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The Front Bottoms At Best Buy Theater, Saturday, June 28th, 2014, Reviewed

The Front Bottoms

The Front Bottoms

“But I’m a creature of a culture that I create
I’m the last one on the dance floor
As the chandelier gives way
And I am permanently
Preoccupied with your past
I’ve been around long enough now
To know that the good things never last
They never last”

The difference between Brian Sella and his counterpart forty years ago Bob Dylan is people used to singalong to Dylan’s hooks and people sing along to entire songs by Sella. Not anthems, not axioms, but mouth full of mush intensely personal songs of low self-esteem and fractured friends and lovers, and, of course Sella himself: a tall, oddyshape, fringed 24 year old emotional shipwreck.

Along with drummer and childhood friend Brian Uychich, they are the Front Bottoms, a band as much the voice of their generation as the wonder Years and throughout a resolutely just OK set with the guitarist from You Blew It! adding heft and a keyboard player adding color, they had the entire audience, Say Anything’s audience singing, along to every single word of every single song. Brian is an unprepossessing band leader, he plays acoustic guitar in an indie rock band so you gotta think, but he has a voice like broken glass and he is intense and… the band open with “Flashlight” and the band songs along to this “when I’m sad oh god I’m sad and when I’m happy oh god I’m happy” which kinda makes sense but also to this:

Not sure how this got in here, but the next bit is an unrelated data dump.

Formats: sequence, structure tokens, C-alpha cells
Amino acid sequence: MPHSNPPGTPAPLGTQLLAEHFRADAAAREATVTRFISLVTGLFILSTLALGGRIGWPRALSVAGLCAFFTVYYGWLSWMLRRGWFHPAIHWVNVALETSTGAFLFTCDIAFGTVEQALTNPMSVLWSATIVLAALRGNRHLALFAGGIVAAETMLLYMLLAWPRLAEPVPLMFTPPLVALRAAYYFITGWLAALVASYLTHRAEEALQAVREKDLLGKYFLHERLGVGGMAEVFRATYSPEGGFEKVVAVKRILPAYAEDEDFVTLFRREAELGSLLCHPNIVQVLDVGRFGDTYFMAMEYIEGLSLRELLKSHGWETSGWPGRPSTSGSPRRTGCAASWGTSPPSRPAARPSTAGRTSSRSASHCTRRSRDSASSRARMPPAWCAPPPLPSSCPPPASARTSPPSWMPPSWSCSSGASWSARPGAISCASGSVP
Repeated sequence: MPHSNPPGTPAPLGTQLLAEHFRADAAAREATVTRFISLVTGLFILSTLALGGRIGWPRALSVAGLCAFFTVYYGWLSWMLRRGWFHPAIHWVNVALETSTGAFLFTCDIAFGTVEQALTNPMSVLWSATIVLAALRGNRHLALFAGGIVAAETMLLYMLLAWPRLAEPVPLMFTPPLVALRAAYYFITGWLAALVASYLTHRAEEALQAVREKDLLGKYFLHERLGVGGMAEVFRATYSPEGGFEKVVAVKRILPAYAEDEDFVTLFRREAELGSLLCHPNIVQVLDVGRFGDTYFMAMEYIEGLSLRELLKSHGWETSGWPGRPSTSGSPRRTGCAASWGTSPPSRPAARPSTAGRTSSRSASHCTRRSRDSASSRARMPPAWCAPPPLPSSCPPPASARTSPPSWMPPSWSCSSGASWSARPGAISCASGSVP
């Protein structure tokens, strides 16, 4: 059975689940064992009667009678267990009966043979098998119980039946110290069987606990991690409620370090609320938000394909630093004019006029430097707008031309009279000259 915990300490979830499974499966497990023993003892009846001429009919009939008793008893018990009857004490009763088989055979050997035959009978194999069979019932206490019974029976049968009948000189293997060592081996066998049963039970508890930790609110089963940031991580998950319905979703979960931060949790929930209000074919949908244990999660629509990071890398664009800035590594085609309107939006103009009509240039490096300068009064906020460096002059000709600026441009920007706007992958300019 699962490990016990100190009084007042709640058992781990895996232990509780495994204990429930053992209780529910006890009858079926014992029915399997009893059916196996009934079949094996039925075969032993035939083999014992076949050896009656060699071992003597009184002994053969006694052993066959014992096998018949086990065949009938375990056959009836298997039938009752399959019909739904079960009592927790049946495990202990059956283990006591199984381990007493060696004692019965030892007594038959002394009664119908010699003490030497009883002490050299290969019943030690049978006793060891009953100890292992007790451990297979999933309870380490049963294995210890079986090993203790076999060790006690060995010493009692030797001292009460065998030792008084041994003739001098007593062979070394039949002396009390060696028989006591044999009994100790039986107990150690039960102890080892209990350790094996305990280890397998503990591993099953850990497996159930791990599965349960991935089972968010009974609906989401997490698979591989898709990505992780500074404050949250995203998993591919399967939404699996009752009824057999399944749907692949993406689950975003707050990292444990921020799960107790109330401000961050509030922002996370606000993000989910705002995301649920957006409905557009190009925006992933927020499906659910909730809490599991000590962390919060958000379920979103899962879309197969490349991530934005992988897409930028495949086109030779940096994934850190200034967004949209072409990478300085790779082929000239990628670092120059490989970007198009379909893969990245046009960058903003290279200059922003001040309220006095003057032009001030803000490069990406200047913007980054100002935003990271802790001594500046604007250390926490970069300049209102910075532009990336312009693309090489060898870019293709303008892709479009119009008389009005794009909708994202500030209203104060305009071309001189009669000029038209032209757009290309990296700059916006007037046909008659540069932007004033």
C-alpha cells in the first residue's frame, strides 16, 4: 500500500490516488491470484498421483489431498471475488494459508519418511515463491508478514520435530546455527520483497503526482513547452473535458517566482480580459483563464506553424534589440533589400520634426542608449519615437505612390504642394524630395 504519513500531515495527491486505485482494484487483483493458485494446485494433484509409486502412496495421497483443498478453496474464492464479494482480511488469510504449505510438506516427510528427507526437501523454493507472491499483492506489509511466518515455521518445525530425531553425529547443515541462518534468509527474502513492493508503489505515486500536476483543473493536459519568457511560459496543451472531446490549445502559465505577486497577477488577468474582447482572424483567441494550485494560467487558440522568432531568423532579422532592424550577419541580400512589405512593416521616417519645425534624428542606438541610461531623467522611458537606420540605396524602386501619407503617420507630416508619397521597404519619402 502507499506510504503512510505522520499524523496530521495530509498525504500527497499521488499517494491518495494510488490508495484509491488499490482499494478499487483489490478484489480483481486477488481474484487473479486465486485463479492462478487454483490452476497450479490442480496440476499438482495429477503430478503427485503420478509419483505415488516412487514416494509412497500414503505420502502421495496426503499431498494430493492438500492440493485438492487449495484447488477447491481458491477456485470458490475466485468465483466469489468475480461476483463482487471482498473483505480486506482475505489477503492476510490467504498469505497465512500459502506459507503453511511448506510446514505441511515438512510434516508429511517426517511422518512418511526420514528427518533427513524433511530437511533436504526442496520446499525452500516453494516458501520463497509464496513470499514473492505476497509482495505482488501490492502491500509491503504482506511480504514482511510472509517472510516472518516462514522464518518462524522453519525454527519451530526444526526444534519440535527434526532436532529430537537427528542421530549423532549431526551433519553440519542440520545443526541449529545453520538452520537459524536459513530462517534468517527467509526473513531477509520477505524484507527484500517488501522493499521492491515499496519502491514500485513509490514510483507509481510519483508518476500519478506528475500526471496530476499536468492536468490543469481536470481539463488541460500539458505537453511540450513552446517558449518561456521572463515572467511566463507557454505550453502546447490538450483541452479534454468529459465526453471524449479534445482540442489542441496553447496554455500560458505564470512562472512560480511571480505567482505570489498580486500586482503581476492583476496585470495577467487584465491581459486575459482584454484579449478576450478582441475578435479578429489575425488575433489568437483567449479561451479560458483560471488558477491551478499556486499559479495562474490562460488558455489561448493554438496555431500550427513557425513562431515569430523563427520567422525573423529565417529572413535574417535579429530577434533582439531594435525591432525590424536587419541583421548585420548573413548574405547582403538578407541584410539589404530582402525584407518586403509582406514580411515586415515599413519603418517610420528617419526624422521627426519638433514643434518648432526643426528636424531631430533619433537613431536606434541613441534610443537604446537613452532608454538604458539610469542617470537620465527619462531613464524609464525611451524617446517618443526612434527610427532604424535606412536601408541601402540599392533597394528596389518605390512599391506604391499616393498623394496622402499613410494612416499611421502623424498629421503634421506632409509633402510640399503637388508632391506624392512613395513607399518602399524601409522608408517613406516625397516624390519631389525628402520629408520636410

“She’s says a lot of the kids we graduated with are now homeless
which puts them in mad shady situations with mad shady people
if not everyday then on an every other day basis
And she’s probably with a few of them right now
and they are probably just drinking and talking about
how she misses getting fucked up and hanging around
And he says “Hey you’re good at that” and she says “Thanks, it’s kind of all I got,”
and then she looks away and says “It’s also all I need.”

It’s weird, it is like everybody singing along to “It was said that a new person had appeared on the sea-front: a lady with a little dog. Dmitri Dmitritch Gurov, who had by then been a fortnight at Yalta, and so was fairly at home there, had begun to take an interest in new arrivals. Sitting in Verney’s pavilion, he saw, walking on the sea-front, a fair-haired young lady of medium height, wearing a béret; a white Pomeranian dog was running behind her.” The Chekhov reference isn’t by accident,  it just adds to the confusion at the heart of the Front Bottoms: the big guy doesn’t write songs really meant to be sung along to, he has no “oh well whatever nevermind”. He writes songs like a guy telling stories about his friends and lovers, he  does this and not to admit it is to ignore his true gift, or even the artists gift, able to turn on reality to his own designs. But he is also this everyman. He is a Soupy Campbell only younger though, at 24, still with a distance in age between himself and his audience.